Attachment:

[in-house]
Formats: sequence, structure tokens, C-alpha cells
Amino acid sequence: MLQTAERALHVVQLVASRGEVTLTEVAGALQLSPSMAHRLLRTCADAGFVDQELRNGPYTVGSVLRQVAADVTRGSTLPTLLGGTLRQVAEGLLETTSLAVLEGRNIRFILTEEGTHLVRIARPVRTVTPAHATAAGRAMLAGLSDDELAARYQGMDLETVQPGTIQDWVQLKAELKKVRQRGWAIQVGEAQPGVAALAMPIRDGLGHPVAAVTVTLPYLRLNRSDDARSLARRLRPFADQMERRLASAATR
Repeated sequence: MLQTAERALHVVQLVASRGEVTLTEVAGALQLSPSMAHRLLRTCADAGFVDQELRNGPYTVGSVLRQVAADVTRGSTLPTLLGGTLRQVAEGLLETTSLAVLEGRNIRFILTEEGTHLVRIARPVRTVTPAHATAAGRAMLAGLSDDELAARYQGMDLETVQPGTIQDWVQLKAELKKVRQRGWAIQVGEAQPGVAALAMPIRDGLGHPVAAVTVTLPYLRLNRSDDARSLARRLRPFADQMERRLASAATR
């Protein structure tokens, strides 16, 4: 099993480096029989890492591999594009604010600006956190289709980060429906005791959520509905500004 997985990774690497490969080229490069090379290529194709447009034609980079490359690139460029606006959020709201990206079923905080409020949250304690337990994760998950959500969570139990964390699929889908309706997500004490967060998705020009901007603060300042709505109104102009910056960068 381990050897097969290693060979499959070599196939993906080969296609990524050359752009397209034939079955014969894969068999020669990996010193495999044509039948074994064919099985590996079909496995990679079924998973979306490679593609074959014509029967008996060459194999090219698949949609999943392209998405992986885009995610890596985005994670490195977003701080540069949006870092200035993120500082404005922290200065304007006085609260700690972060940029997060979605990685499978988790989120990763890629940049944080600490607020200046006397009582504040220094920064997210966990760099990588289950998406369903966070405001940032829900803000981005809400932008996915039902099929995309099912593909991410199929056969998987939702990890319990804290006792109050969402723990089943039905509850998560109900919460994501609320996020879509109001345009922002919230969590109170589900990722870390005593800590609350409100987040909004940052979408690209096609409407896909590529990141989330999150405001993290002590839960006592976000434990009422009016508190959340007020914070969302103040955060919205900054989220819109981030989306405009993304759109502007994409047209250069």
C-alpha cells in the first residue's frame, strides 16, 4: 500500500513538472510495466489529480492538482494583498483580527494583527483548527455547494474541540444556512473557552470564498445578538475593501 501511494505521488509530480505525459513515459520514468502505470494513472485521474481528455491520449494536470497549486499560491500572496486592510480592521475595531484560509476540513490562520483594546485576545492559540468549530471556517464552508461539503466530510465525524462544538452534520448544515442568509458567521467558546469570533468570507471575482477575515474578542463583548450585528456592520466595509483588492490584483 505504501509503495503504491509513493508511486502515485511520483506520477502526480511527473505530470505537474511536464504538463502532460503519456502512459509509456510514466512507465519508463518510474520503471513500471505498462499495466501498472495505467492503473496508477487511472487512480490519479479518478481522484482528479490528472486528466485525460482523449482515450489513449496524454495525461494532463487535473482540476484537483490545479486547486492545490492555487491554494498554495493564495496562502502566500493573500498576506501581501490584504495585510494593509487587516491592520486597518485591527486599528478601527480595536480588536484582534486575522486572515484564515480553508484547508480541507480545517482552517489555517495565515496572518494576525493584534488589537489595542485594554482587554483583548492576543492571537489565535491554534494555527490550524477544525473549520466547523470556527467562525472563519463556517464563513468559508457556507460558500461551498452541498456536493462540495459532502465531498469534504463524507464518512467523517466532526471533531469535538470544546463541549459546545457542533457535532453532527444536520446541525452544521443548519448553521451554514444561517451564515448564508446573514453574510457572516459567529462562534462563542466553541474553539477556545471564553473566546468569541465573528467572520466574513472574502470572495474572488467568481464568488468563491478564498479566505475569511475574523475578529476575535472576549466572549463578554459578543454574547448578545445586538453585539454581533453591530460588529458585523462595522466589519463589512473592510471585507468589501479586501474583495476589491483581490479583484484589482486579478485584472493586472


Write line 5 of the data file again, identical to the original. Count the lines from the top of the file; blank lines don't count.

């Protein structure tokens, strides 16, 4: 099993480096029989890492591999594009604010600006956190289709980060429906005791959520509905500004 997985990774690497490969080229490069090379290529194709447009034609980079490359690139460029606006959020709201990206079923905080409020949250304690337990994760998950959500969570139990964390699929889908309706997500004490967060998705020009901007603060300042709505109104102009910056960068 381990050897097969290693060979499959070599196939993906080969296609990524050359752009397209034939079955014969894969068999020669990996010193495999044509039948074994064919099985590996079909496995990679079924998973979306490679593609074959014509029967008996060459194999090219698949949609999943392209998405992986885009995610890596985005994670490195977003701080540069949006870092200035993120500082404005922290200065304007006085609260700690972060940029997060979605990685499978988790989120990763890629940049944080600490607020200046006397009582504040220094920064997210966990760099990588289950998406369903966070405001940032829900803000981005809400932008996915039902099929995309099912593909991410199929056969998987939702990890319990804290006792109050969402723990089943039905509850998560109900919460994501609320996020879509109001345009922002919230969590109170589900990722870390005593800590609350409100987040909004940052979408690209096609409407896909590529990141989330999150405001993290002590839960006592976000434990009422009016508190959340007020914070969302103040955060919205900054989220819109981030989306405009993304759109502007994409047209250069």